Congenital heart disease (CHD) is one of the most common inborn defects, occurring in approximately 0.8% of newborn infants. Adults with congenital heart disease are the beneficiaries of successful paediatric cardiac surgery and cardiology programmes across the United Kingdom. Had it not been for surgical intervention in infancy and childhood, 50% or more of these patients would have died before reaching adulthood. This success story of medicine has created a significant population of young adults, who require lifelong cardiac and non-cardiac services.1 Many of them face the prospect of further surgery, arrhythmia intervention and, if managed inappropriately, an increased risk of heart failure and premature death.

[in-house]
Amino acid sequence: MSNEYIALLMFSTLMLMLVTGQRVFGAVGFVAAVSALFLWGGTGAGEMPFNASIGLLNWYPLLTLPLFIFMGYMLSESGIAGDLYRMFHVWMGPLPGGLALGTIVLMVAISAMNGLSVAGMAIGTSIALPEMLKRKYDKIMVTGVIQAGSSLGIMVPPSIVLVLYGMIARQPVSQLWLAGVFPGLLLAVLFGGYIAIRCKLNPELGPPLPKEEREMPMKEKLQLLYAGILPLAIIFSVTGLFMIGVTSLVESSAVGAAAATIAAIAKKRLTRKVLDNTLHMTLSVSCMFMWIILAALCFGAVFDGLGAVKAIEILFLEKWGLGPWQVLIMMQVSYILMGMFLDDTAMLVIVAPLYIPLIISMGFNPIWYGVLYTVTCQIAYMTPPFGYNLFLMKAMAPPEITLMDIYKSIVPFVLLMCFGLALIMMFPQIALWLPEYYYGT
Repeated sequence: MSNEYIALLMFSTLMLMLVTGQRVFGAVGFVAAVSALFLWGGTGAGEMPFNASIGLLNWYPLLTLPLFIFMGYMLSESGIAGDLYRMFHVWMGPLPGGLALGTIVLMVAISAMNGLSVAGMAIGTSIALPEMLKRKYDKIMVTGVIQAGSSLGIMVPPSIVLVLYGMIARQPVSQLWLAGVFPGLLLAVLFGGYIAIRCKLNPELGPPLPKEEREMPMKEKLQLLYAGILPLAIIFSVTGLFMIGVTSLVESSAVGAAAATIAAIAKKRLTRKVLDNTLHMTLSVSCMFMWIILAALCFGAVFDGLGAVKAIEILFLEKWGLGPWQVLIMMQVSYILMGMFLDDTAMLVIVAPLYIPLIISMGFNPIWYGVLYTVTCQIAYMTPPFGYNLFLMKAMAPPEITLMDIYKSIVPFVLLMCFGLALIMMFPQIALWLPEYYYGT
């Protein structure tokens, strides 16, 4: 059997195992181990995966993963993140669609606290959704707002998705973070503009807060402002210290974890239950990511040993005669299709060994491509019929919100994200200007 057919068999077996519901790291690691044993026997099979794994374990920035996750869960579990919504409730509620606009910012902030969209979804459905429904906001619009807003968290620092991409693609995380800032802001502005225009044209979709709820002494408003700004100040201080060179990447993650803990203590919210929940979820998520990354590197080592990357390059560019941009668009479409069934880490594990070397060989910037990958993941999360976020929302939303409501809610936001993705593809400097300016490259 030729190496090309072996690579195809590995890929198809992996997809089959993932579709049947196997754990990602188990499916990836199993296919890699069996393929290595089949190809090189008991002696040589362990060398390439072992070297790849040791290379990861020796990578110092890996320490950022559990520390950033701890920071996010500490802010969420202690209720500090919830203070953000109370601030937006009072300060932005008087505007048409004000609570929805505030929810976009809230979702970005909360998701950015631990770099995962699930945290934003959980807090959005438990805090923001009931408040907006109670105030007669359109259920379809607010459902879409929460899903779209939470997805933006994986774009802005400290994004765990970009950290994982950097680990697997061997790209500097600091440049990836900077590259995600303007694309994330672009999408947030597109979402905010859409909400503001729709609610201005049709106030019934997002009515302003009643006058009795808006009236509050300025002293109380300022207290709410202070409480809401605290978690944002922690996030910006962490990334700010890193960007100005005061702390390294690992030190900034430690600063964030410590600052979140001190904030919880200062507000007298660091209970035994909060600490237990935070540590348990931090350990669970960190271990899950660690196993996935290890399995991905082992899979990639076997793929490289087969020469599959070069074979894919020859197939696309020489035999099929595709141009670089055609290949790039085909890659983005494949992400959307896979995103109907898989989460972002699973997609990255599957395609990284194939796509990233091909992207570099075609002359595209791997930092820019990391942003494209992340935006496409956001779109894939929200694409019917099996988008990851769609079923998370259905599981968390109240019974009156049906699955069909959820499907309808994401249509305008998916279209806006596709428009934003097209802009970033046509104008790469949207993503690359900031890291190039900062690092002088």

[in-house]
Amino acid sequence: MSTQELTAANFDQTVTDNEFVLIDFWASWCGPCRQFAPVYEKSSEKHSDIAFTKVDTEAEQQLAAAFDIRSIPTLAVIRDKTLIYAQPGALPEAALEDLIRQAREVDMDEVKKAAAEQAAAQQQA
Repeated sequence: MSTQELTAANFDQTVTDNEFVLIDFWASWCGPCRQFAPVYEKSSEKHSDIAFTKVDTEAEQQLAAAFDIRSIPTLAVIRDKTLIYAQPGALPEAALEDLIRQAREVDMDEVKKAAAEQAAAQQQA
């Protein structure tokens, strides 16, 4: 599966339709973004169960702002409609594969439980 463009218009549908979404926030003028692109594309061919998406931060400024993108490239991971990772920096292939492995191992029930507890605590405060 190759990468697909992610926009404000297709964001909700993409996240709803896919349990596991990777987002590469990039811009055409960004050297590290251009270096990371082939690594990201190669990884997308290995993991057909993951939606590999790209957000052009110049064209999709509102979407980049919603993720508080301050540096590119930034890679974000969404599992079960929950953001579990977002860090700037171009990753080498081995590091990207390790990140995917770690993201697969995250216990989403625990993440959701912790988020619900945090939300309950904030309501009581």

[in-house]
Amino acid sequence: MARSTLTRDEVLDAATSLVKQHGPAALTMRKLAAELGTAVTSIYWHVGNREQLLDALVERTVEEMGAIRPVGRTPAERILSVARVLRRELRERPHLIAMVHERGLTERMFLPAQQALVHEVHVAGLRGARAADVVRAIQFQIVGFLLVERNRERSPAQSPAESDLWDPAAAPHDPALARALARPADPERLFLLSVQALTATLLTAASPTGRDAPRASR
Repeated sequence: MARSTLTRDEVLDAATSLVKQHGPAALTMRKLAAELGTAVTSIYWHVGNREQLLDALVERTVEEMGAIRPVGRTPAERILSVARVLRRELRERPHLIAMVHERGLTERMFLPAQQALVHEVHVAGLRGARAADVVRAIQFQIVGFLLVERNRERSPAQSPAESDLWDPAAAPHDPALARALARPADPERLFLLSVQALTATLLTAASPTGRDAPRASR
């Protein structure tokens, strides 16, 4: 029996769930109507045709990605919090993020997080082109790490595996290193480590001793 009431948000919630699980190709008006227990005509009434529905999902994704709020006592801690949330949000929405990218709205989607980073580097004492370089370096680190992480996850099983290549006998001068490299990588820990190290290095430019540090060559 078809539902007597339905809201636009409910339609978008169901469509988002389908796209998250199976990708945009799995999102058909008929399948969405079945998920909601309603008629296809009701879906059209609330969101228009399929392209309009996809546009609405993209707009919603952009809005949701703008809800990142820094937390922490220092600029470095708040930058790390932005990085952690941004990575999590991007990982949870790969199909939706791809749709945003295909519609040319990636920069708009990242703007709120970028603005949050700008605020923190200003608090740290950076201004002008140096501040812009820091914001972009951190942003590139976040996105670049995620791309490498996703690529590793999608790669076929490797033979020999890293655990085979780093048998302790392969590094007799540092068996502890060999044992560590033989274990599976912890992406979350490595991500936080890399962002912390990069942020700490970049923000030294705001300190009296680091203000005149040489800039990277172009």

For UK healthcare professionals only